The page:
The present invention overcomes the various drawbacks associated with the described processing schemes by eliminating the need for on-line calculation of extensive input data characteristics and by making more efficient use of encoded a-priori probability calculations and decision making. Extensive input data analysis is eliminated in favor of a binary answer of a l or 0 corresponding to a character is, or is not present in an input sample. Hence, counting character transitions by a scanning input line is not required, a harmonic analysis of the input data stream is not required, nor is the input data encoded into multiple levels. By improving the coding scheme and by making provisions for multiple levels of input data encoding, more efficient use is made of the memory storage capacity of the system. The benefits are that more results of precalculated probabilities, more levels of data encodings are possible, and more accumulations of predetermined, intermediate data processing are possible with the direct result that on-line data calculations are reduced to a minimum. The usual character locating operation must still be performed but all other data processing involves what may be characterized as table look-up operations. A final table look-up operation can also be used to do the final character selection. A direct result of the processing scheme that is used in this invention is that the changing the input character format only requires changes in the encoding codes stored in various memories within the system. By using read only memories to store the encoding codes, the area impactcd by the change of the input character format is minimized and is limited to the read only memories and possibly the data accumulators. The present invention also overcomes the disadvantages associated with previous optical reader systems by making allowances for errors in each data handling step and by making use of the redundancy that is inherent in the input information. A versatile, accurate and economic optical reader or recognition processor is the result of one implementation of this invention.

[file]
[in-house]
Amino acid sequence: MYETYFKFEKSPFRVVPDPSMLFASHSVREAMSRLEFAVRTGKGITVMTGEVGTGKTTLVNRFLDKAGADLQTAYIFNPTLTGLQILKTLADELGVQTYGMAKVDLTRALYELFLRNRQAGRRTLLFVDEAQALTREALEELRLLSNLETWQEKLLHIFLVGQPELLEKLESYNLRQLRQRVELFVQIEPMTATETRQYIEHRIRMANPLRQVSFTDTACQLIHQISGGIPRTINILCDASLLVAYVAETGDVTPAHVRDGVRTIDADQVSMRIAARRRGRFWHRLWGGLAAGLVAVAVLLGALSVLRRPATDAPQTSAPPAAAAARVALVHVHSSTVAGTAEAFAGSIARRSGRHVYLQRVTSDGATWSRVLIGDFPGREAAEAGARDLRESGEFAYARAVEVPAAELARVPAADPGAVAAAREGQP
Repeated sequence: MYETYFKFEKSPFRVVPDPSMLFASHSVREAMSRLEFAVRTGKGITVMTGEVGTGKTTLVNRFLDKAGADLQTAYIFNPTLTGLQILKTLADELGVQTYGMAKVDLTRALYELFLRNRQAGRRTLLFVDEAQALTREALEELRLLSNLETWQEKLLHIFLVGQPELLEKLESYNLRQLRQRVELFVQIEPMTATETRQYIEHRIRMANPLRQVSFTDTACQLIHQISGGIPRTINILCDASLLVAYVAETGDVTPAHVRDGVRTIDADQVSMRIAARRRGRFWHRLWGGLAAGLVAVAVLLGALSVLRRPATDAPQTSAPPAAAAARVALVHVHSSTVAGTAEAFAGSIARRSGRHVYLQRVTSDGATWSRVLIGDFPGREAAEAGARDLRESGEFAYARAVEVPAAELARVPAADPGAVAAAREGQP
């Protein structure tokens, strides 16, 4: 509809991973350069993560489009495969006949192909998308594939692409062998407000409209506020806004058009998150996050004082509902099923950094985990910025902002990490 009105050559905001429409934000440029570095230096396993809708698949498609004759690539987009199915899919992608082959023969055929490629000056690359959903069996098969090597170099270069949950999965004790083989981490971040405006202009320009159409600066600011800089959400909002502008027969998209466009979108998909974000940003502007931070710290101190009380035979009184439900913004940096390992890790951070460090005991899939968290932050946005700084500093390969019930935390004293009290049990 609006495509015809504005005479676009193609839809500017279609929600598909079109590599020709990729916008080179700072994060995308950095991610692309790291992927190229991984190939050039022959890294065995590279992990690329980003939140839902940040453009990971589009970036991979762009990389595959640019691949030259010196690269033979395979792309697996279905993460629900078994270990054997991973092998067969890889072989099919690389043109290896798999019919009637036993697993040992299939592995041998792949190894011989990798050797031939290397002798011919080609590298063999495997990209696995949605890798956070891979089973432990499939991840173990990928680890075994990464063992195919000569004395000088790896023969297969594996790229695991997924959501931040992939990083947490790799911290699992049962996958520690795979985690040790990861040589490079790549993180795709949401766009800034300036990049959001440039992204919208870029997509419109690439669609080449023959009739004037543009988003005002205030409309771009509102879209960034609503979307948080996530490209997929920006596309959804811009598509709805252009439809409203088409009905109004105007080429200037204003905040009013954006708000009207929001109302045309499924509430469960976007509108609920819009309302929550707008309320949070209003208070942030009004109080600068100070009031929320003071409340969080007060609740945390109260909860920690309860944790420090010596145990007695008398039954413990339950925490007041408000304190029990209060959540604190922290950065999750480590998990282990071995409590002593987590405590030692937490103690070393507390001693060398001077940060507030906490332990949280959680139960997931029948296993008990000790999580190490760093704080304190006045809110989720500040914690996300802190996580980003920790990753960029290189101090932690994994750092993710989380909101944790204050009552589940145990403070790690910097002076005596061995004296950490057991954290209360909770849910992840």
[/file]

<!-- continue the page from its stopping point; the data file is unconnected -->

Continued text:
SUMMARY OF THE INVENTION This invention relates to pattern recognition processors and systems and more particularly to pattern recognition processors and systems which attempt to eliminate incorrect or extraneous information.
It is accordingly an object of the invention to provide a recognition system and processor which accurately processes information.
It is also an object of the invention to provide a recognition system and processor which is capable of interpreting imperfect input data.
It is a further object of the present invention to provide a recognition system and processor which can be utilized to handle a wide range of input data.
It is a further object of the invention to provide a recognition system and processor whichrequires only a limited memory.
It is a further object of the invention to provide a recognition system and processor which is capable of handling data with a minimum of pre-processing.